I have been reluctant to talk much about our move in the late summer since it happened, for one simple reason. It has been – and remains – an amazing success. Of course we miss our friends, our church family and my parents enormously. But the satisfaction of having pursued that path – which only became illuminated when I was living in the dark – is beautiful. There were beacons calling us here. There were guiding stud-lights drawing us nearer. The experience of moving is never easy, but for us it has been a relief of knowing we are where we belong. I feared that saying that in public would hurt feelings and confuse some. We never ran away. We ran toward the light. We were supported by faithful friends praying and encouraging us. We have been blessed over and over again in our decision to come here. The children are thriving in new schools. We have a lovely long list of new friends. The churches are vibrant. The village is beautiful. The house is inspiring. My husband is being chased by recruiters. I am planning details of my writing. Already we feel like we have lived here for years.
There will be dark days. But there will be beacons of light and hope in those days, which reveal themselves because the road is dark. The journey of depression has light at the end if you look for it. And for the sake of others on that painful lonely journey, those of us who have travelled the dark roads must shine our lights, tell of hope and truth, work as a team to love others and mark the path of purpose and community.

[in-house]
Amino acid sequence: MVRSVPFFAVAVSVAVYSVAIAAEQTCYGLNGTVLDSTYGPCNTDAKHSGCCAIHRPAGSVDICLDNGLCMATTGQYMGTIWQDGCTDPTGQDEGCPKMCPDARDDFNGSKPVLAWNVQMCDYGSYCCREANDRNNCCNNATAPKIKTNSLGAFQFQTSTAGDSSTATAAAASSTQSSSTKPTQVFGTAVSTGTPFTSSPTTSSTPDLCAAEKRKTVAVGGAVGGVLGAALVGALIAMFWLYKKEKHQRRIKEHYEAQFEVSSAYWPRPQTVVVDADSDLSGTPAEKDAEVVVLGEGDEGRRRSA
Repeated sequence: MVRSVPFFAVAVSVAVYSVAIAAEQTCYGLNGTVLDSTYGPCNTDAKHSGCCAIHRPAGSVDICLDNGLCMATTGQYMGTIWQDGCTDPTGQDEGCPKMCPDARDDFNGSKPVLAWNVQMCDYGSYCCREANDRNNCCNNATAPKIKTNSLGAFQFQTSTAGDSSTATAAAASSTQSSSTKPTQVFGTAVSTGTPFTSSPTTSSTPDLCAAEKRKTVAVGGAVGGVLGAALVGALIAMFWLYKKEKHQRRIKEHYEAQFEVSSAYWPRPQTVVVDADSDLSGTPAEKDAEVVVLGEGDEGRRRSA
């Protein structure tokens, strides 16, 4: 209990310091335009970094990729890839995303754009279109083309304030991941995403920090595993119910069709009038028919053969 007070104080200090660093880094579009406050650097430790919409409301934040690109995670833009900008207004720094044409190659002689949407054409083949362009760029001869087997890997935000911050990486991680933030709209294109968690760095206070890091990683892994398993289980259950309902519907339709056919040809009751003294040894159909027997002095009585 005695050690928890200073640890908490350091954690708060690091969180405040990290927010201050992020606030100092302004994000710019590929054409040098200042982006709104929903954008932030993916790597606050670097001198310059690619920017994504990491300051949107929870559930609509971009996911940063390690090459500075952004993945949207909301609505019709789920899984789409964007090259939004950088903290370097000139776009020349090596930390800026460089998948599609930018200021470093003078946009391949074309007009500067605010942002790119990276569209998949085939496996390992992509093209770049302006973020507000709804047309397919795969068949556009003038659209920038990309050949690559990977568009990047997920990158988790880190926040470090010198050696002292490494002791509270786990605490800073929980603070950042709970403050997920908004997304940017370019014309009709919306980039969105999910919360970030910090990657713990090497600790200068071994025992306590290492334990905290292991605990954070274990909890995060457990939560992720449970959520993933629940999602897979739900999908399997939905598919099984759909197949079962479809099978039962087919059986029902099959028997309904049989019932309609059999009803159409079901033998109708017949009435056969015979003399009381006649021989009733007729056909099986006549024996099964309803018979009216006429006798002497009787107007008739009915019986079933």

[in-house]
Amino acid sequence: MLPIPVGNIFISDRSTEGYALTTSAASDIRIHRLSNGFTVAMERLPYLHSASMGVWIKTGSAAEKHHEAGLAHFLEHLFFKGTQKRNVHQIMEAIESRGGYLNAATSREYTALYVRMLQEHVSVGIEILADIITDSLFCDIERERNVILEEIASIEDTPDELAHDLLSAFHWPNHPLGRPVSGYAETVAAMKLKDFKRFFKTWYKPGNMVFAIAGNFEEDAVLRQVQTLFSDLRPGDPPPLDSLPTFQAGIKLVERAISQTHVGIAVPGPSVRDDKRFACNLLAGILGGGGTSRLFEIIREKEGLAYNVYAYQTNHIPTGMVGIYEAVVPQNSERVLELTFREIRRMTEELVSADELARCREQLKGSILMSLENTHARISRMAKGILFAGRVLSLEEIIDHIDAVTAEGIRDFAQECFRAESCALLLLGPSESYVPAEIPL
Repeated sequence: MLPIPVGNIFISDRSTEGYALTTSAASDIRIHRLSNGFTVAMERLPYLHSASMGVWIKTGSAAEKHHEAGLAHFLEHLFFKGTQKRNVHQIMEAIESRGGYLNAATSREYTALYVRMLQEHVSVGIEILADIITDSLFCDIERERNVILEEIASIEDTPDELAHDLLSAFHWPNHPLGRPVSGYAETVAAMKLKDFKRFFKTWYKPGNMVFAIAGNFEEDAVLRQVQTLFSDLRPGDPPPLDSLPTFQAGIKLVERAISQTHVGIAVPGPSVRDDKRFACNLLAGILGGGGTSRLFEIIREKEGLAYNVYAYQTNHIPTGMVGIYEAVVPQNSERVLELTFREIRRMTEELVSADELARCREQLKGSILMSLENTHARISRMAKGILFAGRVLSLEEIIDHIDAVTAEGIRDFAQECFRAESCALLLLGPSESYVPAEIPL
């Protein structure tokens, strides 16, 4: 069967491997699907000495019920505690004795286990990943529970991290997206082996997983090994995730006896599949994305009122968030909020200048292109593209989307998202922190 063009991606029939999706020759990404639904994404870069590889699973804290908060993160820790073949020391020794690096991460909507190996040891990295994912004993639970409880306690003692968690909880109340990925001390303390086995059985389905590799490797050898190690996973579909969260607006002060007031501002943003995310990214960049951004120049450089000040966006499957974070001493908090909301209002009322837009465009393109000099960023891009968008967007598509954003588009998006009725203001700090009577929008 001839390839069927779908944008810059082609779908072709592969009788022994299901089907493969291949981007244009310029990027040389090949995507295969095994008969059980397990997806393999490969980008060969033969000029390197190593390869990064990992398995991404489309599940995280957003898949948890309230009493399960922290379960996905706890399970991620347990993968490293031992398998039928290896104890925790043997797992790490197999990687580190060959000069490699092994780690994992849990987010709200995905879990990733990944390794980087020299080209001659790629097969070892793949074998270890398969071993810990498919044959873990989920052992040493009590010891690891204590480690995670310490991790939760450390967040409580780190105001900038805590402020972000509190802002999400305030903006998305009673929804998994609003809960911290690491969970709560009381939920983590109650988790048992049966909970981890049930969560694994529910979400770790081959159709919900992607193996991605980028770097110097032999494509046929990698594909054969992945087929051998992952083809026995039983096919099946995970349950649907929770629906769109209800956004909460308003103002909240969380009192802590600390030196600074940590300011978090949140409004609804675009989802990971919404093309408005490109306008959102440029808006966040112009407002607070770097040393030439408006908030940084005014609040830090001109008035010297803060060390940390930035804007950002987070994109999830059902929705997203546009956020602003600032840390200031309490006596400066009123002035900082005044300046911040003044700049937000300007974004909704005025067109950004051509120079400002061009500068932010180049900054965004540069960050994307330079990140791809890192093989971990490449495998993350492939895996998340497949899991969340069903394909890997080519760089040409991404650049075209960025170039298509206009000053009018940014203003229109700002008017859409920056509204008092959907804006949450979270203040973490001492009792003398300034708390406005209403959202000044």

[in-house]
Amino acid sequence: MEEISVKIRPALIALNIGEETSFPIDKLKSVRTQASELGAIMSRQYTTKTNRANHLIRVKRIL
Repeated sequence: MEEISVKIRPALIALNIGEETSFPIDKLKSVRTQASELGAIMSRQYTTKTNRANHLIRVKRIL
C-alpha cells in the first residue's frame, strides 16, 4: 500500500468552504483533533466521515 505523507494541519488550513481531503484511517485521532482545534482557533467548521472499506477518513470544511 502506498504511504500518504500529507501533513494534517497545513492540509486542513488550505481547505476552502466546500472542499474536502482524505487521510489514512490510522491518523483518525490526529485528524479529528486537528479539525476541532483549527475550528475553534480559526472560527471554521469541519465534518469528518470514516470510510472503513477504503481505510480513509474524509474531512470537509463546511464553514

My dad calls it divergent thinking, but I suspect my need to think outside the box in any and every situation has been a large part of my mental health issues these last twelve months. If I have one thought it spreads like a firework. If I have a box of thoughts, I need plenty of space to watch all the fireworks.
When I got very ill twelve months ago the fireworks fizzled and fell. I had to accept limitations and let go.
This letting go has not come about lightly: there are a dozen areas I would like to do more in, a hundred people I would like to help, a thousand things that need thinking through.
But I am learning to let go. Let go of ideals I cannot reach. Let go of people who hurt me. Let go of wrong self-image. Let go of anger. Let go of trying to ‘achieve’ to impress. Let go of turning up the heat. The cold never bothered me anyway.